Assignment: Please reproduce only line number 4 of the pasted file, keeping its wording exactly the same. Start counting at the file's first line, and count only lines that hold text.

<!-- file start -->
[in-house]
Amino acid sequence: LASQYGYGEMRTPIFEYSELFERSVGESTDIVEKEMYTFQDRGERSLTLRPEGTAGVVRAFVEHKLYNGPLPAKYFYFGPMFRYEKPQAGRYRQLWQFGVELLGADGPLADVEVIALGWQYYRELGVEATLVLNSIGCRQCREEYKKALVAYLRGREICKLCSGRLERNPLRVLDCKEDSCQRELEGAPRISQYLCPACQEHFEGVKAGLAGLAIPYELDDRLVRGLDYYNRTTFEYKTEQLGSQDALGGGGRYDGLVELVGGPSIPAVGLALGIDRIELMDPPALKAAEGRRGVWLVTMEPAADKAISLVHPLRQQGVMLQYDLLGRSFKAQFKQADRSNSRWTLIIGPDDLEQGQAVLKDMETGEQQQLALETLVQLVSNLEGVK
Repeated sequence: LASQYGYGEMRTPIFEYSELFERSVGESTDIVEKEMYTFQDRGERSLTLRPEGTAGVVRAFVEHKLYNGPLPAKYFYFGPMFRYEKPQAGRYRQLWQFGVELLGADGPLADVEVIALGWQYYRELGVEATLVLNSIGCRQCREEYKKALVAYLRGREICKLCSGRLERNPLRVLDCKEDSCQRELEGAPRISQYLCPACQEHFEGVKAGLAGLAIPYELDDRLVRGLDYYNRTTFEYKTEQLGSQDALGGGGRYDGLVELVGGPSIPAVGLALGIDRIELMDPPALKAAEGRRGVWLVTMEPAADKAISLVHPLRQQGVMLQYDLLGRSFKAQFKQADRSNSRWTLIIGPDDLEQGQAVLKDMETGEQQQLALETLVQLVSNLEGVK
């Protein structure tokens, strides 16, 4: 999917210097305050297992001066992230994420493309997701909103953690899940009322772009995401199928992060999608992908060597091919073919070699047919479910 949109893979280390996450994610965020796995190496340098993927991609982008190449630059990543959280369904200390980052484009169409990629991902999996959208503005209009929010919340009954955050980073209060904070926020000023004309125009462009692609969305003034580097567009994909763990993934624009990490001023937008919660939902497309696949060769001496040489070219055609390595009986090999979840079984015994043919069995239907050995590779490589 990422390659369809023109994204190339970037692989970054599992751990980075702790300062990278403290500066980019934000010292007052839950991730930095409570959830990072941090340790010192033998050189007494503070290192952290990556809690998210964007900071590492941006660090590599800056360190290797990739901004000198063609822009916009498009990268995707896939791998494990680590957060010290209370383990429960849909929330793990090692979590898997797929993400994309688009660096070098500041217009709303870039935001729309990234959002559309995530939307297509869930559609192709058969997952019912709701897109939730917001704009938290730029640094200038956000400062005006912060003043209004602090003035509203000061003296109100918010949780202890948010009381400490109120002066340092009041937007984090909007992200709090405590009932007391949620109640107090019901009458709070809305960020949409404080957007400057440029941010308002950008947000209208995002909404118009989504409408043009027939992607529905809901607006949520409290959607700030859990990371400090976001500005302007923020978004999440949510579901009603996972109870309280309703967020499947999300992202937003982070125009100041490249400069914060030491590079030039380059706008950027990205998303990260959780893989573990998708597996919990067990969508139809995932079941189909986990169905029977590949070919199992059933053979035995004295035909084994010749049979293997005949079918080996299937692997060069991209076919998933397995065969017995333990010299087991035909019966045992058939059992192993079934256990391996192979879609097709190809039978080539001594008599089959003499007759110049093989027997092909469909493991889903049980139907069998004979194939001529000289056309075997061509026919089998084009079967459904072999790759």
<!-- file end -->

């Protein structure tokens, strides 16, 4: 999917210097305050297992001066992230994420493309997701909103953690899940009322772009995401199928992060999608992908060597091919073919070699047919479910 949109893979280390996450994610965020796995190496340098993927991609982008190449630059990543959280369904200390980052484009169409990629991902999996959208503005209009929010919340009954955050980073209060904070926020000023004309125009462009692609969305003034580097567009994909763990993934624009990490001023937008919660939902497309696949060769001496040489070219055609390595009986090999979840079984015994043919069995239907050995590779490589 990422390659369809023109994204190339970037692989970054599992751990980075702790300062990278403290500066980019934000010292007052839950991730930095409570959830990072941090340790010192033998050189007494503070290192952290990556809690998210964007900071590492941006660090590599800056360190290797990739901004000198063609822009916009498009990268995707896939791998494990680590957060010290209370383990429960849909929330793990090692979590898997797929993400994309688009660096070098500041217009709303870039935001729309990234959002559309995530939307297509869930559609192709058969997952019912709701897109939730917001704009938290730029640094200038956000400062005006912060003043209004602090003035509203000061003296109100918010949780202890948010009381400490109120002066340092009041937007984090909007992200709090405590009932007391949620109640107090019901009458709070809305960020949409404080957007400057440029941010308002950008947000209208995002909404118009989504409408043009027939992607529905809901607006949520409290959607700030859990990371400090976001500005302007923020978004999440949510579901009603996972109870309280309703967020499947999300992202937003982070125009100041490249400069914060030491590079030039380059706008950027990205998303990260959780893989573990998708597996919990067990969508139809995932079941189909986990169905029977590949070919199992059933053979035995004295035909084994010749049979293997005949079918080996299937692997060069991209076919998933397995065969017995333990010299087991035909019966045992058939059992192993079934256990391996192979879609097709190809039978080539001594008599089959003499007759110049093989027997092909469909493991889903049980139907069998004979194939001529000289056309075997061509026919089998084009079967459904072999790759």